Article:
Sept. 20, 2006
By Josh Blair
Usually when you finish in 80th place, it's not something to celebrate. But for honors tutorial/computer science student Hiep Dinh, it isn't a bad place to be.
Dinh finished among the top 100 in the Google Code Jam. Sponsored by Google, the competition, a celebration of the art of computer science, is aimed at students but open to anyone. This year, it attracted nearly 22,000 coders from Argentina to Poland to China. Less than half of the competitors made it past the initial qualifying rounds. Dinh was one of only seven U.S. finalists.
Along with the other top 100 scorers, Dinh received an all-expenses paid trip to Google's new seven-acre headquarters in Manhattan in September to compete in the championship round. The programmers had just 75 minutes to solve three challenging problems using Java, C++, C# and VB.NET languages.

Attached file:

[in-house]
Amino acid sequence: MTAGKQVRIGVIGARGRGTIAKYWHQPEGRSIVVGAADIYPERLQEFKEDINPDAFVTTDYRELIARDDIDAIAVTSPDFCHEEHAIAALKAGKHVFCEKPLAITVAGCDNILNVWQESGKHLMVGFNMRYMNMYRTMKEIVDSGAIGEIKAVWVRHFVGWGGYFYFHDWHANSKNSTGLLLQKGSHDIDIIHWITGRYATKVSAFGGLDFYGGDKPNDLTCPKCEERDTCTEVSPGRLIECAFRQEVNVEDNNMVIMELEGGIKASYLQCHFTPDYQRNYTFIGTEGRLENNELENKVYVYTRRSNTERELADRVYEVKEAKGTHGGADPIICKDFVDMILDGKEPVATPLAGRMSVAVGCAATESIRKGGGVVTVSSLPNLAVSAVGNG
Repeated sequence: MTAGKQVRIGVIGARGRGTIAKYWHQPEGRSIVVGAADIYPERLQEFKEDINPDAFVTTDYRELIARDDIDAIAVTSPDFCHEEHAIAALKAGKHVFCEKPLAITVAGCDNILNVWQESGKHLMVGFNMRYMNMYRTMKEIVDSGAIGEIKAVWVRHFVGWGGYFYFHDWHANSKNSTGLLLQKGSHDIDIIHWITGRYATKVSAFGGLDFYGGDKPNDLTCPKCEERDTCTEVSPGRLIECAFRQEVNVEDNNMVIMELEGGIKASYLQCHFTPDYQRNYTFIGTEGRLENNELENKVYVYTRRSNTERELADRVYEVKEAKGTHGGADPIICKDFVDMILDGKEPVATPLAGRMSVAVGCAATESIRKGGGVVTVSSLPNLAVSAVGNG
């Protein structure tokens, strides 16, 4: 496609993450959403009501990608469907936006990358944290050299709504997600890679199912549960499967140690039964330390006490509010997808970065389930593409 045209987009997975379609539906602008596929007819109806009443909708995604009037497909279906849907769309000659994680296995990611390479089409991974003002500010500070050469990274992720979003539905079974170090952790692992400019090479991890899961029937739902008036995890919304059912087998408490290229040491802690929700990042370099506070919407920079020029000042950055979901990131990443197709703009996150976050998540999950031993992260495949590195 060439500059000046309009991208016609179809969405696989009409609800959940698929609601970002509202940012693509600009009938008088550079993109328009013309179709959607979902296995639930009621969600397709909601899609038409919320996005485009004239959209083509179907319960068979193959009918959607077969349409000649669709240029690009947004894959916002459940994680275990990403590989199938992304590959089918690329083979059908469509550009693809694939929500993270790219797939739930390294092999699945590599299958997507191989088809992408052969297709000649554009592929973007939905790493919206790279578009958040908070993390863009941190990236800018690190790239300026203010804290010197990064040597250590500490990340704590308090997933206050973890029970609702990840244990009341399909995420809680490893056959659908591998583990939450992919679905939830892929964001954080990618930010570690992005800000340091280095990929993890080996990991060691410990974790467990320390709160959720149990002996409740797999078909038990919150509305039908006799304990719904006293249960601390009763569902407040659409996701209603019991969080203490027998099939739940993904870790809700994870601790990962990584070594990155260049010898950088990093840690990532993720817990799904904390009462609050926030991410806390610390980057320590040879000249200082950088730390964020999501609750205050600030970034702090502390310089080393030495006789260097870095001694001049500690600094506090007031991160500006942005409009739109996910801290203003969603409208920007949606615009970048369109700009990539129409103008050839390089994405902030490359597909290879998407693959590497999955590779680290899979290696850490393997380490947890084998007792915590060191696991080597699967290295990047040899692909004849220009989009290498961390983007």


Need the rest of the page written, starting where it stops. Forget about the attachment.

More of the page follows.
And while he finished among the elite coders in the world, Dinh, who placed 80th in the 2005 competition in California, says he could have done better. One deterrent for him last year was a grueling journey. On his way to San Jose, his plane was delayed for eight hours in Chicago because of inclement weather. When he finally arrived in California at 2 a.m., the competition was just eight hours away.
Dinh says the competition made him realize how many excellent coders are out there. Although he didn't win the $10,000 grand prize, Dinh did receive $750 and something that might be more valuable than money -- bragging rights.
Josh Blair was an external relations assistant at the Russ College of Engineering and Technology, 2005-2006. Colleen Girton is director of external relations.